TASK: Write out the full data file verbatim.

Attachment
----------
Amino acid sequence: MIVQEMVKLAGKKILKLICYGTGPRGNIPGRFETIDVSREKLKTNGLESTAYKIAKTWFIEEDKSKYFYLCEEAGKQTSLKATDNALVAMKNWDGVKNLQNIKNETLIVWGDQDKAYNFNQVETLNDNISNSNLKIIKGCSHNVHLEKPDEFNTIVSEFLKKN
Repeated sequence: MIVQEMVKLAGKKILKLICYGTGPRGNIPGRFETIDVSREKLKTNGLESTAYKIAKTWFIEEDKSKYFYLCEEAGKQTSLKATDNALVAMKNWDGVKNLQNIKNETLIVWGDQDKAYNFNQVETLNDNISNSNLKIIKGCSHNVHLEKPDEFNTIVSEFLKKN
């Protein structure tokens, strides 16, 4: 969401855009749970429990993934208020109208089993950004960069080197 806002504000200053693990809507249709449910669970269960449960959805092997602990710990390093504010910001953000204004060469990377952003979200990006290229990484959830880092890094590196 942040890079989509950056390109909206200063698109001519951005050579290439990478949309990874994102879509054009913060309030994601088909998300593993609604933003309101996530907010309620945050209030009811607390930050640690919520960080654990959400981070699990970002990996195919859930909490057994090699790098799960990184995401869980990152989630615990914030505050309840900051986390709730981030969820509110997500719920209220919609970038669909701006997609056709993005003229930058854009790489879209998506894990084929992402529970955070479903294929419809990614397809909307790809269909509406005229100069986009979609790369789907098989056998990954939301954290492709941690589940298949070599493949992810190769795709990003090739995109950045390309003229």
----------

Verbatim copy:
Amino acid sequence: MIVQEMVKLAGKKILKLICYGTGPRGNIPGRFETIDVSREKLKTNGLESTAYKIAKTWFIEEDKSKYFYLCEEAGKQTSLKATDNALVAMKNWDGVKNLQNIKNETLIVWGDQDKAYNFNQVETLNDNISNSNLKIIKGCSHNVHLEKPDEFNTIVSEFLKKN
Repeated sequence: MIVQEMVKLAGKKILKLICYGTGPRGNIPGRFETIDVSREKLKTNGLESTAYKIAKTWFIEEDKSKYFYLCEEAGKQTSLKATDNALVAMKNWDGVKNLQNIKNETLIVWGDQDKAYNFNQVETLNDNISNSNLKIIKGCSHNVHLEKPDEFNTIVSEFLKKN
């Protein structure tokens, strides 16, 4: 969401855009749970429990993934208020109208089993950004960069080197 806002504000200053693990809507249709449910669970269960449960959805092997602990710990390093504010910001953000204004060469990377952003979200990006290229990484959830880092890094590196 942040890079989509950056390109909206200063698109001519951005050579290439990478949309990874994102879509054009913060309030994601088909998300593993609604933003309101996530907010309620945050209030009811607390930050640690919520960080654990959400981070699990970002990996195919859930909490057994090699790098799960990184995401869980990152989630615990914030505050309840900051986390709730981030969820509110997500719920209220919609970038669909701006997609056709993005003229930058854009790489879209998506894990084929992402529970955070479903294929419809990614397809909307790809269909509406005229100069986009979609790369789907098989056998990954939301954290492709941690589940298949070599493949992810190769795709990003090739995109950045390309003229």